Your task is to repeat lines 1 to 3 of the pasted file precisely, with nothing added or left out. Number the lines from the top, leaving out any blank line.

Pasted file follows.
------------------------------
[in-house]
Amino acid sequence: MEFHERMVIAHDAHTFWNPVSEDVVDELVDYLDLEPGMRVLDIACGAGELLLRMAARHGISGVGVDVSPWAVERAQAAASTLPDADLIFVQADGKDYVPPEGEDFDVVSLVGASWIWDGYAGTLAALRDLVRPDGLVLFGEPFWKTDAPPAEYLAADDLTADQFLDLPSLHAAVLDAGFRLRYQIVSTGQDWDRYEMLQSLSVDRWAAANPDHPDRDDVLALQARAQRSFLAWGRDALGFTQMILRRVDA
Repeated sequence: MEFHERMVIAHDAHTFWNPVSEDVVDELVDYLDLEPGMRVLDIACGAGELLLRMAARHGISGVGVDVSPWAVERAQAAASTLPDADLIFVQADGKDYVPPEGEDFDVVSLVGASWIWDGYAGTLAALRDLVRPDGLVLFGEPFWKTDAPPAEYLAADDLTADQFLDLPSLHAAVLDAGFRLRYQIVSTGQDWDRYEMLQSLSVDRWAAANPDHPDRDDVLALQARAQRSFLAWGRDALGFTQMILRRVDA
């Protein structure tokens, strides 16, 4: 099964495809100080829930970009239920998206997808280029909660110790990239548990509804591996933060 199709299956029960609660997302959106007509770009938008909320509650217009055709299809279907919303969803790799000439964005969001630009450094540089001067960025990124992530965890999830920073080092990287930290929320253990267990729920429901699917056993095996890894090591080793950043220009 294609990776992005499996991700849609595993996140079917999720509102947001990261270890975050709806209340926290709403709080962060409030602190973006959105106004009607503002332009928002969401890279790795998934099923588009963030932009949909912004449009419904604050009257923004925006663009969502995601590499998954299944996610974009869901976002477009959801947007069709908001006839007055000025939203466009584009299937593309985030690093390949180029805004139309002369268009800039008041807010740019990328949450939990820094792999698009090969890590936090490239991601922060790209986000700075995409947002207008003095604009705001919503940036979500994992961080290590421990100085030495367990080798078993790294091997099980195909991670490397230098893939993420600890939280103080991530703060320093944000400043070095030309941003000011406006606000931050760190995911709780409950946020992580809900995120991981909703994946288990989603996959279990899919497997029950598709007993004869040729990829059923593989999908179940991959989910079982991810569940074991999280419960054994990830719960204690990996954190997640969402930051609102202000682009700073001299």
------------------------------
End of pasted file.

[in-house]
Amino acid sequence: MEFHERMVIAHDAHTFWNPVSEDVVDELVDYLDLEPGMRVLDIACGAGELLLRMAARHGISGVGVDVSPWAVERAQAAASTLPDADLIFVQADGKDYVPPEGEDFDVVSLVGASWIWDGYAGTLAALRDLVRPDGLVLFGEPFWKTDAPPAEYLAADDLTADQFLDLPSLHAAVLDAGFRLRYQIVSTGQDWDRYEMLQSLSVDRWAAANPDHPDRDDVLALQARAQRSFLAWGRDALGFTQMILRRVDA
Repeated sequence: MEFHERMVIAHDAHTFWNPVSEDVVDELVDYLDLEPGMRVLDIACGAGELLLRMAARHGISGVGVDVSPWAVERAQAAASTLPDADLIFVQADGKDYVPPEGEDFDVVSLVGASWIWDGYAGTLAALRDLVRPDGLVLFGEPFWKTDAPPAEYLAADDLTADQFLDLPSLHAAVLDAGFRLRYQIVSTGQDWDRYEMLQSLSVDRWAAANPDHPDRDDVLALQARAQRSFLAWGRDALGFTQMILRRVDA